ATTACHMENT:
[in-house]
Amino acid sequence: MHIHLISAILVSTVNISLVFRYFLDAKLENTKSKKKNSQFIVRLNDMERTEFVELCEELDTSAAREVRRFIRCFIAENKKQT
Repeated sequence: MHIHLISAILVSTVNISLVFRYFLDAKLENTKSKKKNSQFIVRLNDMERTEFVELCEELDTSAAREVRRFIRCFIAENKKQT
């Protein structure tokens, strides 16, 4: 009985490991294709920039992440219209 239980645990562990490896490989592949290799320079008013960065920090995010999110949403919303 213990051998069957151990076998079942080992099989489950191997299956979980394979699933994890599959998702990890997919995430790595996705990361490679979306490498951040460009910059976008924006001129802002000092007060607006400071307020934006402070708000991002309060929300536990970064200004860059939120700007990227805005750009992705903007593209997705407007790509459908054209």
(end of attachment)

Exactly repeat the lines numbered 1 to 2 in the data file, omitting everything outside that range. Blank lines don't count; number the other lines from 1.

[in-house]
Amino acid sequence: MHIHLISAILVSTVNISLVFRYFLDAKLENTKSKKKNSQFIVRLNDMERTEFVELCEELDTSAAREVRRFIRCFIAENKKQT